According to the researchers, consumers spend an average of six seconds looking at a food product before making a purchase decision creating a clear need for easy-to-interpret, meaningful information.
But previous research suggests that current front-of-pack information, such as the UK's voluntary traffic light logo, may be too detailed and therefore confusing. This means the the information is often ignored, particularly in low socioeconomic status groups and in those with poor nutrition knowledge.
Exercise labels are one way of applying nutrition information to real-life situations, according to University of Liverpool researchers.
A promising avenue
They showed 458 participants images of five different food types (breakfast bar, café muffin, biscuits, chocolate bar and crisps) and five different beverage types (cola, sports drink, milkshake, café coffee and fruit juice). For each food or beverage type, individuals were shown a higher and lower calorie version, with options matched for type and brand to ensure brand preference did not influence choice.
Subjects were shown either the calorie content or the calorie content and amount of walk that would be required to burn off the calories, and then selected which of the products they would buy.
The physical activity label group resulted in "significantly lower" energy snack and beverage choices than the calorie label group, say the researchers.
Moreover, the exercise labels were the most effective for all participants, regardless of individual factors such as sex, weight (as measured by Body Mass Index, or BMI), diet status, calorie literacy, numerical literacy and general physical activity levels.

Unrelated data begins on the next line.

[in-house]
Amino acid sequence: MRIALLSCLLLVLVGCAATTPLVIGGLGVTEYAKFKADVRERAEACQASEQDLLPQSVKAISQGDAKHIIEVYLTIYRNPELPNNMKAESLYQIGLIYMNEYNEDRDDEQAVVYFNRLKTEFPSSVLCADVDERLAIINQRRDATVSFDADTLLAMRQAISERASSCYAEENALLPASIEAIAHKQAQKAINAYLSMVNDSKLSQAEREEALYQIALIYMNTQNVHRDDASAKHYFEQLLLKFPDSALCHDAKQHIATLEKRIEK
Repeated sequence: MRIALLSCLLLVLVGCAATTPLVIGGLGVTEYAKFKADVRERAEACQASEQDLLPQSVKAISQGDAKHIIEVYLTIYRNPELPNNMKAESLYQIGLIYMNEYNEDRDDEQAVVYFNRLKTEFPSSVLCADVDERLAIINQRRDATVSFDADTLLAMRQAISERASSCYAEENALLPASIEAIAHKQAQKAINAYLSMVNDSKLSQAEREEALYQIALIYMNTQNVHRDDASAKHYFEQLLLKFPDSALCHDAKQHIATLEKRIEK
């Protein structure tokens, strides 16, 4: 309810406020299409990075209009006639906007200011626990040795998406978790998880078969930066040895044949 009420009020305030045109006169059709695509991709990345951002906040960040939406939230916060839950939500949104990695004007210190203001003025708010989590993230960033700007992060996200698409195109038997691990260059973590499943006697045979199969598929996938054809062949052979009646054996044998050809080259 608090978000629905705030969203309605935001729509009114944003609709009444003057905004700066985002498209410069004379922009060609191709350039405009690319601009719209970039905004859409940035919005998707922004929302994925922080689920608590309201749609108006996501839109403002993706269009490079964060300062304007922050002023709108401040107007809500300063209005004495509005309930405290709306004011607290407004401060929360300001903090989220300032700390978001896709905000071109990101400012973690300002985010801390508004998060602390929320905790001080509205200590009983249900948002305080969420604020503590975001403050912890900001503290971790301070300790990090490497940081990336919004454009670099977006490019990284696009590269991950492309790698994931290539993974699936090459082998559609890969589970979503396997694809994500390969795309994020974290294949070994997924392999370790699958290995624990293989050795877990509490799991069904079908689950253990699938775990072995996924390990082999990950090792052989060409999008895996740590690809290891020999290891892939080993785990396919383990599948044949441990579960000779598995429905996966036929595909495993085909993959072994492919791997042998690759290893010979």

“To our knowledge, this is the first study to show such effects for physical activity labels and provides tentative evidence of a promising avenue for public health research and policy in this area,” the authors write.
“Physical activity labelling should be considered as a public health policy initiative that, in the context of an obesity epidemic, could make it simpler for consumers to make lower energy, informed food choices.”
Despite some limitations, such as the hypothetical nature of the food choices being made which may not translate to real-life situations, the effects of the exercise labels were “robust”.
FDF: 'It's certainly worth exploring'
A spokesperson for the UK's industry association Food and Drink Federation told FoodNavigator:“Weight gain occurs when more calories are consumed than are burned during physical activity. For this reason, initiatives which reinforce the well understood calorie message and encourage people to be more active are to be encouraged.
"Activity equivalent information is an interesting concept and the role it could play in driving meaningful behaviour change is certainly worth exploring. The potential effectiveness of these types of measures needs to be studied. EU rules which dictate what companies can and cannot put on their food labels would need to be considered in any proposals to add to on-pack information”
Make it meaningful
The independent charity, Royal Society for Public Health (RSPH), has been campaigning for exercise labels on food and drink in the UK.
It commissioned a survey of over 2,000 adults last year which found that 63% supported exercise labels while 53% said it would help them make “positive behavioural changes”.
Its CEO Shirley Cramer said: “Activity equivalent calorie labelling provides a simple means of making the calories contained within food and drink more relatable to people’s everyday lives, while also gently reminding consumers of the need to maintain active lifestyles and a healthy weight.”
“Given the responsibility of the food industry in tackling the obesity epidemic, we believe activity equivalent calorie labelling could provide the nudge many people need to be more active and support their customers to make healthier choices.”
In 2014, more than 60% of UK adults were overweight or obese.
Source: Appetite Journal
First published online, http://dx.doi.org/10.1016/j.appet.2017.01.007
“The influence of calorie and physical activity labelling on snack and beverage choices”
Authors: U. Masic, P. Christiansen and E.J. Boyland